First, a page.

Marin Master Gardeners
University of California
Marin Master Gardeners

Plant Guide

Iris douglasiana

Common Name
Pacific Coast Iris
CA Native
California Native
Plant Type
Perennial
Size
18" - 36" x 15" - 24"
Flower Color
Blue, purple, White, Maroon, Yellow
Bloom Time
  • Spring
Leaves
Green, Strap-Leaves
Evergreen
Evergreen
Deer Resistant
Wildlife Value
  • Bees
Growth Rate
Fast
Hardiness
Hardy
Adverse Growth Factors
None
Special Features
  • Good Under Oaks
  • Low Maintenance
  • Showy Flowers
Water Use
  • Drought Tolerant
  • Low
Soil pH
5.5-6.4 (acid)
Exposure
  • Partial Shade
  • Shade
Soil Type
Not Particular
Drainage
Good Drainage
Description and Cultural Plant Tips

There are 11 species of native Pacific Coast Irises (PCI), one of which is I. douglasiana. I. douglasiana has been been successfully hybridized with other PCI in Ca., Washington and Oregon to produce stunning flowers of varying colors that can grow up to 1.5 feet tall. The collection of hybrids are often called Pacific Coast Hybids in the nurseries.

In nature, they are found  in meadows and woodlands near the coast and do best in a mild, maritime climate. In gardens near the coast they will tolerate full sun, however, inland it is best to plant them in light shade during the hottest part of the day. While PCI's can grow in a whide range of soils, they prefer a slightly acidic (pH 5.5 - 6.5) soil to which considerable peat or humus has been added. Feeding should be done in the spring using a balanced slow release camellia/azalea fertilizer. Water once or twice a month in the summer once PCI is established. Mulching is recommended to conserve water in the root zone. They do tend to look a little ratty if no water is applied in the summer.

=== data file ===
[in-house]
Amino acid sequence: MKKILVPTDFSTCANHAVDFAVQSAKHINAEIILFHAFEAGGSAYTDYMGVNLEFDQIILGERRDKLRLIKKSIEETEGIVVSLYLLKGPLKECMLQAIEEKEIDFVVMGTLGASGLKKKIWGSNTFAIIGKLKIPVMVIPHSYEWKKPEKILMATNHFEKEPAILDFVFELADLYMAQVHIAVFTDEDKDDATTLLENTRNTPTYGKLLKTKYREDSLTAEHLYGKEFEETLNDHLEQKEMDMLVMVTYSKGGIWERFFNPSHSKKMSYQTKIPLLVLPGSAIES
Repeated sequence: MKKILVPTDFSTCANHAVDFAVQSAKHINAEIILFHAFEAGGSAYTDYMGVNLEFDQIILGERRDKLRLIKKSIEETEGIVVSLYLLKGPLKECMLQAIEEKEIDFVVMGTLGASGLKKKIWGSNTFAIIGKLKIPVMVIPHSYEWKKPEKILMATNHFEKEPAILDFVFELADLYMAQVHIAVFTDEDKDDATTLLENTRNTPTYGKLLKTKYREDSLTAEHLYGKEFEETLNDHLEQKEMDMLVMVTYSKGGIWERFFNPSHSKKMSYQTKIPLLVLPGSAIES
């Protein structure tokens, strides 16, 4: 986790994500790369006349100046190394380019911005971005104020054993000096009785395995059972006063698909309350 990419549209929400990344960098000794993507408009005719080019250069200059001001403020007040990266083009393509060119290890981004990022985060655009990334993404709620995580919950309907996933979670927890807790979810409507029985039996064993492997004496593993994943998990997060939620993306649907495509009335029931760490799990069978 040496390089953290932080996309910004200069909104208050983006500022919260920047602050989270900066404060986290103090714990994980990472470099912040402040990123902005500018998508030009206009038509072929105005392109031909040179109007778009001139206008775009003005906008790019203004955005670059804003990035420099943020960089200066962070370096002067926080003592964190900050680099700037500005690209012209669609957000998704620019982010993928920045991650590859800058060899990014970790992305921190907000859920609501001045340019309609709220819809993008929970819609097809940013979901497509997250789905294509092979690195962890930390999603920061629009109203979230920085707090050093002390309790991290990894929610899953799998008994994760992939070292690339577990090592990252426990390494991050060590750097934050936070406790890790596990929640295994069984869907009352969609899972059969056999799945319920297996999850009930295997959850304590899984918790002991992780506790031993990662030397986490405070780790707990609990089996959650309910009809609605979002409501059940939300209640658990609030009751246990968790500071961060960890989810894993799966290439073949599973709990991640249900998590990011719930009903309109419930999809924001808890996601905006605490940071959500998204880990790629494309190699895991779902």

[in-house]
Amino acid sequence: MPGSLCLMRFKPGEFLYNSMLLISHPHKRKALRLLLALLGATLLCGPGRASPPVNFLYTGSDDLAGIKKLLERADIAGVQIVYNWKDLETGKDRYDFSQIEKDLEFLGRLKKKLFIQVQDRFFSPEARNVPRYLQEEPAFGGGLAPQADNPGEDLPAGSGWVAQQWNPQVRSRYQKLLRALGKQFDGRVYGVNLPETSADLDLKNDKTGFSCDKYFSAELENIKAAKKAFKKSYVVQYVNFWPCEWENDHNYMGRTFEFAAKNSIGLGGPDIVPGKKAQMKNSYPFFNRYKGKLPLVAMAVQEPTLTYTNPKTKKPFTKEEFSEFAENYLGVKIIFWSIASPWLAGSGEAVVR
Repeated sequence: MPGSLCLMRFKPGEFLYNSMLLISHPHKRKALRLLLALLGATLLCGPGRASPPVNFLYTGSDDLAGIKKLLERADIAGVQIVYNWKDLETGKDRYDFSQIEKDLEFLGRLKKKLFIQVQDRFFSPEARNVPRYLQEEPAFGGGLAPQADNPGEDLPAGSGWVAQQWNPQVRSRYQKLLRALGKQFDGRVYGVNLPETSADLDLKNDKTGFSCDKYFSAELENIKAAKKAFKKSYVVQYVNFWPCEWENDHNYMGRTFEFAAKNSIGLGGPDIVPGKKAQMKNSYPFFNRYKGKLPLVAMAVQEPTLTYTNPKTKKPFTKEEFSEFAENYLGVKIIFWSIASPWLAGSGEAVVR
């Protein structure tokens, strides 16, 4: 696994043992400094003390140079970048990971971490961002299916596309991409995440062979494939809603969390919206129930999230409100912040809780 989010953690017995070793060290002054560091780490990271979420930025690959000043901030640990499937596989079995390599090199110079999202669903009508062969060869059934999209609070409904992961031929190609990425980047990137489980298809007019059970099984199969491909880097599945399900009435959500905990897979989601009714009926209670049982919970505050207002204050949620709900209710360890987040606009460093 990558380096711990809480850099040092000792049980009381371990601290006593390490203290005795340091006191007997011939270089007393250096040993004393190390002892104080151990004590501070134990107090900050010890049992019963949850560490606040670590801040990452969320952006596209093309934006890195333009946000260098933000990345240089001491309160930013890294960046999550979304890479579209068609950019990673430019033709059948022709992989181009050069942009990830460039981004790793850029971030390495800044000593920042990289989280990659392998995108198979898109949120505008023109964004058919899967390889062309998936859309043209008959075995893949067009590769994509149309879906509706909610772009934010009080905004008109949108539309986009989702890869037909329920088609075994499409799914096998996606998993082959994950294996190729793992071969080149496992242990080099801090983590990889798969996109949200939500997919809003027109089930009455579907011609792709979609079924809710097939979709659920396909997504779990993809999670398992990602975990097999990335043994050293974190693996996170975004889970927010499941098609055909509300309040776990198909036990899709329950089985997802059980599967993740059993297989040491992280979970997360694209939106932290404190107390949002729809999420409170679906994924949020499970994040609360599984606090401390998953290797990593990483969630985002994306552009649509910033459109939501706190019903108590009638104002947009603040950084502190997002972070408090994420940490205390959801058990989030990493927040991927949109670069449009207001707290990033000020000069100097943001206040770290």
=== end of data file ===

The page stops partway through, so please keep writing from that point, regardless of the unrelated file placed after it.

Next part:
PCI's resent being divided so it is best to let them grow undisturbed for a few years. When the clumps get large enough (2 -3 years) they can be transplanted successfully when their roots are actively growing in the late fall (after rain) or early spring. Check the roots to see if they are white and plump before you transplant. It is vital to keep roots moist when you are lifting and dividing them. Water immediately after transplanting  keeping moist until established.

PCI's have few pests or diseases. However, if planted in areas with poor drainage, PCI's can develop rhizome rot and fungal or viral diseases. They can also be attached by aphids, slugs and snails.

Master Gardener Comments

These irises do very well under oak trees inland since they do not require much water in the summer. I plant them with other natives such as Shooting Stars and Hounds Tongue for a pretty spring display.

Varietals

I. douglasiana 'Amiuuita' - blue bi-tone with a purple single spot

I. douglasiana ' Canyon Snow' - white

I. douglasiana 'Harland Hand' - purple, long-blooming season

I. douglasiana 'Mendocino Banner' - white with purple veins

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